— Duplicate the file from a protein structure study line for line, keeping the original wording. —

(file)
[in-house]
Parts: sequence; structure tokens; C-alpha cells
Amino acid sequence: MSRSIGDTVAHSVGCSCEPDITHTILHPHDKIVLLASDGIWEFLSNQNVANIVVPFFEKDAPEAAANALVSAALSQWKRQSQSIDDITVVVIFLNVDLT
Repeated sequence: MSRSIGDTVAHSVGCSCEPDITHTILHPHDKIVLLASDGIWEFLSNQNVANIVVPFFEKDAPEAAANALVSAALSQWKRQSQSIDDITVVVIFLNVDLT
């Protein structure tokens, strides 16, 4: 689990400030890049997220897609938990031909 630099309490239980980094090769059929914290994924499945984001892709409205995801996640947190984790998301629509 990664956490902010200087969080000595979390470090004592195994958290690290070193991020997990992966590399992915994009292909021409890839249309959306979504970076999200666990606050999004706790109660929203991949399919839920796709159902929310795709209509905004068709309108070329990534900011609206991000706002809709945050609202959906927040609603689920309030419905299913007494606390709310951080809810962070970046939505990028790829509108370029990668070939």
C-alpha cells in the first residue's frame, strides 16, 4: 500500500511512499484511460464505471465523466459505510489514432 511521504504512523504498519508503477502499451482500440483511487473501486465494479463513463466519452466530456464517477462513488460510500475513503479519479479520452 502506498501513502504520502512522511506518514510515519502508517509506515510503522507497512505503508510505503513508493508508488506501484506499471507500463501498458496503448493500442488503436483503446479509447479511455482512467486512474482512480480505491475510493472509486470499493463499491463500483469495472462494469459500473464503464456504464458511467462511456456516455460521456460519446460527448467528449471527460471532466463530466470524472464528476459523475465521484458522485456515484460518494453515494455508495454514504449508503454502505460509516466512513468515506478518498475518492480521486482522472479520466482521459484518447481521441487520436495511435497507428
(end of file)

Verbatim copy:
[in-house]
Parts: sequence; structure tokens; C-alpha cells
Amino acid sequence: MSRSIGDTVAHSVGCSCEPDITHTILHPHDKIVLLASDGIWEFLSNQNVANIVVPFFEKDAPEAAANALVSAALSQWKRQSQSIDDITVVVIFLNVDLT
Repeated sequence: MSRSIGDTVAHSVGCSCEPDITHTILHPHDKIVLLASDGIWEFLSNQNVANIVVPFFEKDAPEAAANALVSAALSQWKRQSQSIDDITVVVIFLNVDLT
């Protein structure tokens, strides 16, 4: 689990400030890049997220897609938990031909 630099309490239980980094090769059929914290994924499945984001892709409205995801996640947190984790998301629509 990664956490902010200087969080000595979390470090004592195994958290690290070193991020997990992966590399992915994009292909021409890839249309959306979504970076999200666990606050999004706790109660929203991949399919839920796709159902929310795709209509905004068709309108070329990534900011609206991000706002809709945050609202959906927040609603689920309030419905299913007494606390709310951080809810962070970046939505990028790829509108370029990668070939």
C-alpha cells in the first residue's frame, strides 16, 4: 500500500511512499484511460464505471465523466459505510489514432 511521504504512523504498519508503477502499451482500440483511487473501486465494479463513463466519452466530456464517477462513488460510500475513503479519479479520452 502506498501513502504520502512522511506518514510515519502508517509506515510503522507497512505503508510505503513508493508508488506501484506499471507500463501498458496503448493500442488503436483503446479509447479511455482512467486512474482512480480505491475510493472509486470499493463499491463500483469495472462494469459500473464503464456504464458511467462511456456516455460521456460519446460527448467528449471527460471532466463530466470524472464528476459523475465521484458522485456515484460518494453515494455508495454514504449508503454502505460509516466512513468515506478518498475518492480521486482522472479520466482521459484518447481521441487520436495511435497507428